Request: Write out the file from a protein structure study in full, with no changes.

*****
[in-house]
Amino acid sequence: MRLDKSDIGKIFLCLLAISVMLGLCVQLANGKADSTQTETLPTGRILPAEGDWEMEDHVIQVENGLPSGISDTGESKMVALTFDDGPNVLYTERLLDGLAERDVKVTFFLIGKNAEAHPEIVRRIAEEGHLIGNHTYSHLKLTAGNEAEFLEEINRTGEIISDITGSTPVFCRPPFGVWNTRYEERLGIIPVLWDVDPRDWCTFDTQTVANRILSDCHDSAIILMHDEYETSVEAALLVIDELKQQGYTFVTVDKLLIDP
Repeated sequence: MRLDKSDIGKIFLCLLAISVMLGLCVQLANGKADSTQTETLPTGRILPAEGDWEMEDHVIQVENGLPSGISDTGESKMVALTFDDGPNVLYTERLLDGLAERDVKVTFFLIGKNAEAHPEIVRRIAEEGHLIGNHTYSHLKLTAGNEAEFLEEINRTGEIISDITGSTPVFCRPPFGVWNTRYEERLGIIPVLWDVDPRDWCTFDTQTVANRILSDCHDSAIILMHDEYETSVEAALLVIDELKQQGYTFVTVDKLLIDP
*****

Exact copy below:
[in-house]
Amino acid sequence: MRLDKSDIGKIFLCLLAISVMLGLCVQLANGKADSTQTETLPTGRILPAEGDWEMEDHVIQVENGLPSGISDTGESKMVALTFDDGPNVLYTERLLDGLAERDVKVTFFLIGKNAEAHPEIVRRIAEEGHLIGNHTYSHLKLTAGNEAEFLEEINRTGEIISDITGSTPVFCRPPFGVWNTRYEERLGIIPVLWDVDPRDWCTFDTQTVANRILSDCHDSAIILMHDEYETSVEAALLVIDELKQQGYTFVTVDKLLIDP
Repeated sequence: MRLDKSDIGKIFLCLLAISVMLGLCVQLANGKADSTQTETLPTGRILPAEGDWEMEDHVIQVENGLPSGISDTGESKMVALTFDDGPNVLYTERLLDGLAERDVKVTFFLIGKNAEAHPEIVRRIAEEGHLIGNHTYSHLKLTAGNEAEFLEEINRTGEIISDITGSTPVFCRPPFGVWNTRYEERLGIIPVLWDVDPRDWCTFDTQTVANRILSDCHDSAIILMHDEYETSVEAALLVIDELKQQGYTFVTVDKLLIDP